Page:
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The Five Most Unique Bars and Nightlife Trends Around the World

BY: Michelle Schuman | May 1, 2015

Let’s pretend you’re traveling abroad. It’s getting dark outside. You’re thinking about where to go out. What’s your first idea? For many, it’s “going to a nightclub.” Not a bad idea—it is night, after all, and you pretty much know what to expect. 

But if you’re halfway around the world, why not switch up the routine? If you’re looking for a little more local flavor with your beer while traveling, here are some late-night and early-morning happenings you may not want to miss.

Drink in an Abandoned Building in Budapest, Hungary

budapest  hungary

In Budapest, not all abandoned buildings are what they seem. Pass by one with boarded-up windows and you may hear music and jovial conversation coming through. If you do, there’s a good chance you’ve stumbled upon one of the city’s most unique bars: the ruin pub. 

Initially part of an organic, grassroots movement, the ruin pub has sprouted into a nightlife trend. The city is home to dozens of these eclectic watering holes, and though each has its own flavor, they have a few common hallmarks. Decor is often made up of thrift-store finds. Many are adjacent to an outdoor lot with a makeshift beer garden. Live music and DJs help liven up the dancefloor. 

Ruin pubs often have cheap beer and food, which helps attract a cosmopolitan crowd—you’ll find locals and tourists of all ages mingling with the bohemians, sharing drinks and swapping stories.

Start a Street Party in Rio de Janeiro, Brazil

rio de janeiro

In Rio, a street party called a “point” (pronounced poin-chee in Portuguese) can pop up almost anywhere, at any time. Here’s how: some locals run into a few friends in a popular nightlife district. They all head to a street vendor for some food and beers. A few more friends stop to chat, then a few more. A crowd forms, attracting more street vendors. Before you know it, you’re in the middle of a full-blown block party. 

Despite their spontaneous nature, these points tend to happen often in the same neighborhoods, so there’s a good chance you can experience one while vacationing here. Stick to the streets around Rua da Lapa and Rua Joaquim Silva, which regularly find their streets as hopping as the clubs, samba joints, and bars that line them.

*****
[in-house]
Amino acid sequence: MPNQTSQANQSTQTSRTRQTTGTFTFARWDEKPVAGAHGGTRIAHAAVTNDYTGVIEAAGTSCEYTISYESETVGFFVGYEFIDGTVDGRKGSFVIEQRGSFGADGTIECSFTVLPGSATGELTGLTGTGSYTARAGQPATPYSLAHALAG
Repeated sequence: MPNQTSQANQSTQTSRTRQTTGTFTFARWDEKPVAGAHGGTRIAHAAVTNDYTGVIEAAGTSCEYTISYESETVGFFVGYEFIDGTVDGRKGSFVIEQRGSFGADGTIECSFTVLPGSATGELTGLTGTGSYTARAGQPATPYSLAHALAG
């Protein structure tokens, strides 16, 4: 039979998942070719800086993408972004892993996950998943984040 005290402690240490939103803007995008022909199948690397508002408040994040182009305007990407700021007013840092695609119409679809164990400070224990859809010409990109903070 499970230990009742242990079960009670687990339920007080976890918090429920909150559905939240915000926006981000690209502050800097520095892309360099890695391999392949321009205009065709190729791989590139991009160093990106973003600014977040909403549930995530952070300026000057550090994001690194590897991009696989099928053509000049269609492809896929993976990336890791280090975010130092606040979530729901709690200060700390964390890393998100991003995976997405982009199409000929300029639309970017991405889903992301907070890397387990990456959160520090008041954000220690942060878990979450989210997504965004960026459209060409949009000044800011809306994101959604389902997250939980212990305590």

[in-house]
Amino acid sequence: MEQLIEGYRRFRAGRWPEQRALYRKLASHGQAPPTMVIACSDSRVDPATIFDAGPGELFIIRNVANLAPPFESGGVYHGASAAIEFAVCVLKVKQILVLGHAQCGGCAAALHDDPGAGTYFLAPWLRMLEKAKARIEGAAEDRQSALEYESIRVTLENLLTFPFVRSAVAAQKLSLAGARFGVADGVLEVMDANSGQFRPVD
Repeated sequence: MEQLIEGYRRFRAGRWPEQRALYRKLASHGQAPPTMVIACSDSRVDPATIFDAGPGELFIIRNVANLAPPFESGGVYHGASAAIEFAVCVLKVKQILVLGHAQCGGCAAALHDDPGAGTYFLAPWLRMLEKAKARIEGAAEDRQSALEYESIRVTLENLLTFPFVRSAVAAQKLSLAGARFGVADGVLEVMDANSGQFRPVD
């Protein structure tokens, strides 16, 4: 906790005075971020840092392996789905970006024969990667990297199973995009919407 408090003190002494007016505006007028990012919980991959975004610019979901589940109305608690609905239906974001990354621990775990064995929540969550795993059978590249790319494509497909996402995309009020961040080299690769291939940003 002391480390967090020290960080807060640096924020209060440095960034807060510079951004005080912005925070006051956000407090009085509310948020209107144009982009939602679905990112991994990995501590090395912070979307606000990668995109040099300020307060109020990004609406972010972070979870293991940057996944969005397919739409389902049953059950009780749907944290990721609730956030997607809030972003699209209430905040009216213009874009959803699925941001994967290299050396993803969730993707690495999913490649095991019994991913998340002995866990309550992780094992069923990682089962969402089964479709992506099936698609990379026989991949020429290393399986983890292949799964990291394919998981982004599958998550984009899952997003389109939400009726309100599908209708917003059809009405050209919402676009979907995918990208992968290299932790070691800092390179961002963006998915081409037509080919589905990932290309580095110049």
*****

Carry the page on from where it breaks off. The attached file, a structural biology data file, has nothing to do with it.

Get to Know Your Chef at a Puerta Cerrada in Buenos Aires

puerta cerrada

When you’re dining out, it’s rare to see the chef. It’s rarer, though not unheard of, to have him or her carefully explain each course on the menu to you. In puertas cerradas, a popular Buenos Aires tradition, the chef does just that. Even better, the restaurant is right inside the chef’s home. 

Anywhere from 10 to 30 people will be in attendance at the puerta cerrada. As you sample your host’s cuisine du jour, you’ll meet people from all over the world, including locals, expats, and fellow travelers. 

Puertas cerradas are very popular and fill up fast, so advance reservations are necessary.

Swim in a Floating Pool in Berlin


Berlin’s River Spree is too polluted to safely swim in. But swimming isn’t impossible thanks to Badeschiff, a floating, open-air pool moored to the shore. 

What began as an art installation has become a German institution. During the day, people pack into the massive pool—crafted from a converted barge—and sun themselves on the man-made beach on the shore. After sunset, the area transforms into a popular nightlife spot. The pool lights up, and night owls flock in for parties, concerts, and open-air film screenings. If you forget to pack refreshments, you won’t have to go far for sustenance: there’s an onsite bar and a cafe that churns out sausages, steaks, and other traditional German food. 

Whether you’re there for the pool, the company, or the concerts, you’ll be treated to an impressive view as you wade through the shimmering waters. From here, you can see the Oberbaum Bridge, the Fernsehturm TV tower, and the Molecule Man sculpture.

Rave at Sun-Up in London, New York, Sydney, Tokyo, and More

morning glory

Big party cities such as Ibiza and Madrid are known for dancing until sunrise and beyond. Morning Glory, known as an “early-morning rave,” puts a new spin on that concept: the dance party starts at 6:30 a.m., and you must show up sober. 

Morning Glory was designed as an alternative to drinking coffee and reading the morning headlines. In addition to waking yourself up, the goal is to shake your way to a more energized, relaxed, and free mindframe. 

These anything-goes daily events attract people (and alter-egos) from all walks of life. You’re as likely to see someone wearing stilts and glitter makeup as you are a business suit. To help get people into the groove, some raves have vendors offering superfood smoothies or free massages. 

They also last for four hours, so no matter what your schedule looks like, you’ll likely be able to fit in a song or two—even if you were up dancing all night.

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Photos: Szimpla Kert by Daniel Edwins under CC BY-SA 2.0; Copacabana Beach, Rio by miguelangelpulidoj under CC BY-SA 2.0; Dinner at Buenos Aires by vxla under CC BY 2.0; Badeschiff by Alexandra Barao under CC BY 2.0; Morning Glory by villunderlondon under CC BY-ND 2.0

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